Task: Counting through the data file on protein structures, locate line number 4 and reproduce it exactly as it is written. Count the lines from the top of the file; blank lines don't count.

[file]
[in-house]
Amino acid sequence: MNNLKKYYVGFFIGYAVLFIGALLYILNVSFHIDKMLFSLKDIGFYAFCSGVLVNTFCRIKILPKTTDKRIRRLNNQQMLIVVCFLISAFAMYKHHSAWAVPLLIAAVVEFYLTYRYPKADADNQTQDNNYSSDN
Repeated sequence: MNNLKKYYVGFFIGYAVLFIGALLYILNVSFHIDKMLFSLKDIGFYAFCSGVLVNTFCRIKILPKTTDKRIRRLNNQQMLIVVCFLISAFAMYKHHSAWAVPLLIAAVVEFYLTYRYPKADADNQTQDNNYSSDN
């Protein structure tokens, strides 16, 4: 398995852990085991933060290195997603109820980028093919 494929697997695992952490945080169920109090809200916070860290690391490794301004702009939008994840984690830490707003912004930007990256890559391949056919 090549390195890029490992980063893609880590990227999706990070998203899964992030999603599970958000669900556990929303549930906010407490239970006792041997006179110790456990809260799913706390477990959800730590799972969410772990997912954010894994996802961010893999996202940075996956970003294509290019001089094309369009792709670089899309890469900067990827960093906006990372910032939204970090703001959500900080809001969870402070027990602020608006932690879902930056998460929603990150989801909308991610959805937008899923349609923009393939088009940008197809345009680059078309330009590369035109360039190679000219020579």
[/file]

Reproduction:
């Protein structure tokens, strides 16, 4: 398995852990085991933060290195997603109820980028093919 494929697997695992952490945080169920109090809200916070860290690391490794301004702009939008994840984690830490707003912004930007990256890559391949056919 090549390195890029490992980063893609880590990227999706990070998203899964992030999603599970958000669900556990929303549930906010407490239970006792041997006179110790456990809260799913706390477990959800730590799972969410772990997912954010894994996802961010893999996202940075996956970003294509290019001089094309369009792709670089899309890469900067990827960093906006990372910032939204970090703001959500900080809001969870402070027990602020608006932690879902930056998460929603990150989801909308991610959805937008899923349609923009393939088009940008197809345009680059078309330009590369035109360039190679000219020579």